As all who care are aware, President Joe Biden announced on August 24th that his Administration was canceling $10,000 in student loan debt for those earning less than $125,000 per year, and another $10,000 in such debt for those who had received Pell grants for low-income students.
In a post in May of 2021, I noted that one could sympathize both with those seeking relief from crippling higher education debt and with the millions of others who have either paid off or are paying off their loans and accordingly might resent any loan forgiveness measure then being urged by some Democrats. Because the mountain of outstanding student debt was what I termed in that note, “a millstone around the neck of our future economic growth,” I ventured at that time that forgiving much if not all of such debt seemed a means to spur long-term economic growth that would benefit both those whose loans were forgiven and those who paid off their loans. Although the high levels of inflation we are now experiencing didn’t occur to me – an oversight, given our last 40 years’ experience, that might be excused – I failed to take into account that such a debt-forgiveness measure would do nothing to curb rising college education costs or, more importantly, at least theoretically (since neither party’s officeholders seem to care any longer about our burgeoning national debt) add notably to the federal debt borne by all taxpayers, including those who perhaps for financial reasons didn’t go to college or managed to avoid incurring college loan debt.
What follows is the verbatim text of an email I received from a close friend – one sympathetic to the Biden Administration – the day after the decision was announced. He termed it a “Rant.” I received his permission to publish his email here. Having considered the issue from more angles than I did last year, I associate myself with his remarks 😉 .
“I think the student loan forgiveness policy is an awful decision. $600-800B deficit spending with no revenue offsets. Questionable legal authority tied to “emergency” powers in the Heroes Act (of all things!) that stretches the limits of presidential authority to a new breaking point. It can only be viewed as inflationary at a time when we had just been making some progress on turning the corner on an inflation crisis and the power of the issue was starting to wane for the midterm elections. It plays right into MAGA hands as it can be painted as elitist, making a direct “payment” to the college-educated at a time when the Democratic party is struggling to retain its historical blue-collar base. Those who pursued trades occupations should be rightly insulted. (See https://www.newsweek.com/mike-rowe-slams-student-debt-forgiveness-1555317.) It’s anathema to American Families taking accountability for their decisions and “educating” their children about the costs and payoffs of attending various colleges or other post-secondary learning or experiences. Provides more red meat for the Republicans to take away Democratic momentum driven by the Roe decision. A clear instance of caving to or at least mollifying far left progressives (who will not be pleased as it didn’t go far enough).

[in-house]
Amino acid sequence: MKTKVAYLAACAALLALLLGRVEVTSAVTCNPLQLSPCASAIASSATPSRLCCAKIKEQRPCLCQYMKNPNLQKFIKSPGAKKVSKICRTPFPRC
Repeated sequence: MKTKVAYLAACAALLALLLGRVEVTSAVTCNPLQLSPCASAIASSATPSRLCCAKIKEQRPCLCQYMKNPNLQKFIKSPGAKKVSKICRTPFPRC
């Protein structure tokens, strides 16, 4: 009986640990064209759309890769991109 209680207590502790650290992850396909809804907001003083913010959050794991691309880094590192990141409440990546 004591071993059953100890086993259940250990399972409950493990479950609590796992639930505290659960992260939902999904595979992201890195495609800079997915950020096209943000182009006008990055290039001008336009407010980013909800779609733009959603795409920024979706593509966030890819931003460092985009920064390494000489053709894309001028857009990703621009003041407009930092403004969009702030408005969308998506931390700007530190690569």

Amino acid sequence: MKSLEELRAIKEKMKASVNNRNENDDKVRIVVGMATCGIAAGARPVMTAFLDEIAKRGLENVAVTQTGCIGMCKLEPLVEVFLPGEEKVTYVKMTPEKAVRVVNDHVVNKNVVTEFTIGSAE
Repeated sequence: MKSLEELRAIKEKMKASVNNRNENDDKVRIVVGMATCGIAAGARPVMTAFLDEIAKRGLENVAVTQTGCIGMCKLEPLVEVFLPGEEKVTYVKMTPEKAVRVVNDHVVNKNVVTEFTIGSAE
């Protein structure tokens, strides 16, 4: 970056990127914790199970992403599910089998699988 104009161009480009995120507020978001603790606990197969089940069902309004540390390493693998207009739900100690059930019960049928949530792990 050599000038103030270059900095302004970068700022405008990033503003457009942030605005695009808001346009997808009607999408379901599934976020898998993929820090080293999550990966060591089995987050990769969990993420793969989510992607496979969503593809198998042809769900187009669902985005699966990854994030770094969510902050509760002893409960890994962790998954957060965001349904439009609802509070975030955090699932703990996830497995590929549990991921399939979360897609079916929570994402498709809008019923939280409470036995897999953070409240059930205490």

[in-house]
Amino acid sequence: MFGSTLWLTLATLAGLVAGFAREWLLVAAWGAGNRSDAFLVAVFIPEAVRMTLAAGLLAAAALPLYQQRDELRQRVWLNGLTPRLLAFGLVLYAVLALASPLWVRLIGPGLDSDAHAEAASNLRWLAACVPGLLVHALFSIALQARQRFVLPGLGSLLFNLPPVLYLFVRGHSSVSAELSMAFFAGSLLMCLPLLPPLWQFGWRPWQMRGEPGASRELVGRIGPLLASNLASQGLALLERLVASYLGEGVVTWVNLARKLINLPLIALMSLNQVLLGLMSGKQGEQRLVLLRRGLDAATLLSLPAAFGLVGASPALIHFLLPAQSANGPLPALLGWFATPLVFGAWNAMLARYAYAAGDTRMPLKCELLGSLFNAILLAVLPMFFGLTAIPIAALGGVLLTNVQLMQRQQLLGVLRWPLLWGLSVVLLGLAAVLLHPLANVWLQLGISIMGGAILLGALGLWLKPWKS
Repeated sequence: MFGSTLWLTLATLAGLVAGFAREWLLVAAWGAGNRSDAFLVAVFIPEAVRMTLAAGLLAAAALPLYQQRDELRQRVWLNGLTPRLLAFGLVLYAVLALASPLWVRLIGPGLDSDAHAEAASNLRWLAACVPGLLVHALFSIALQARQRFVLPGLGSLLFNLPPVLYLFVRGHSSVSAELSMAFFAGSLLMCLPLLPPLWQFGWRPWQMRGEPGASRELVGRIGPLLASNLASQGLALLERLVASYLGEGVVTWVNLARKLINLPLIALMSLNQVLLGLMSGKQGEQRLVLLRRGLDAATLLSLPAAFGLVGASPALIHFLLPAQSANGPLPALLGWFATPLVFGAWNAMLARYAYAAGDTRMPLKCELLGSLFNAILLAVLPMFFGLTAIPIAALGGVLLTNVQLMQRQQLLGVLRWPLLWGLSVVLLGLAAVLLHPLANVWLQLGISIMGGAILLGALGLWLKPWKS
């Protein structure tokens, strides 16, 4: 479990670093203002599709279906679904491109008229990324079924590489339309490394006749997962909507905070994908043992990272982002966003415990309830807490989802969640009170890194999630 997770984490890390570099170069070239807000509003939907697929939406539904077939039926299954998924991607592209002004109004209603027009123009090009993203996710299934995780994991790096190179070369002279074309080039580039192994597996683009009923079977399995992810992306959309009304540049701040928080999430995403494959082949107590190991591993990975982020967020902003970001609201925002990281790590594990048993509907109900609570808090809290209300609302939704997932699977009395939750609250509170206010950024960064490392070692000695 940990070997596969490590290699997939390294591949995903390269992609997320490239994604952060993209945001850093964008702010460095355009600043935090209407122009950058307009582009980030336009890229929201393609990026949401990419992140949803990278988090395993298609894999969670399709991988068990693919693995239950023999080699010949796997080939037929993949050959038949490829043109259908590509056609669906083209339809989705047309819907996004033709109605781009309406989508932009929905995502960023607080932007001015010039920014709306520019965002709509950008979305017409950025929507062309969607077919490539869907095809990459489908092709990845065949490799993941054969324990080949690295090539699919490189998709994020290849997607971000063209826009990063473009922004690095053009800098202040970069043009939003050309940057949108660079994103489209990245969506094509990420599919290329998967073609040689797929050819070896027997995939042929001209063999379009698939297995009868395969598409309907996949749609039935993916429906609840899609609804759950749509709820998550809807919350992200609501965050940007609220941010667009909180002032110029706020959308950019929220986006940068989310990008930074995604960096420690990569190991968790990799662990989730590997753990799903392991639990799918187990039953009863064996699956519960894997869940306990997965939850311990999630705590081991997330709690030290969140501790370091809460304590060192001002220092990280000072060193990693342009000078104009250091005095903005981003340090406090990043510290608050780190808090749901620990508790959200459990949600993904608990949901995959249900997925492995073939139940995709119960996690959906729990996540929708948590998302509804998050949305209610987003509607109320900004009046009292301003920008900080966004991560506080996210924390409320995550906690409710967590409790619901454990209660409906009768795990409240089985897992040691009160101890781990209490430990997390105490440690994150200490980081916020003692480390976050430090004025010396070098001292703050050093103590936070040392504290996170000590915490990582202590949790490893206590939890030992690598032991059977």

The mid-term election fortunes were shifting. The Roe issue was “winning” over inflation. Few if any candidates were asking for direct participation from Biden/the White House. I can only conclude that this is an issue where Biden let his legacy and ego get the better of him.”
Although some pundits are opining that the Administration action will help Democrats in this fall’s elections, I share our friend’s concern that Mr. Biden may have committed an unforced political blunder that will hurt his party’s prospects. I know that we both hope that our fears prove unfounded.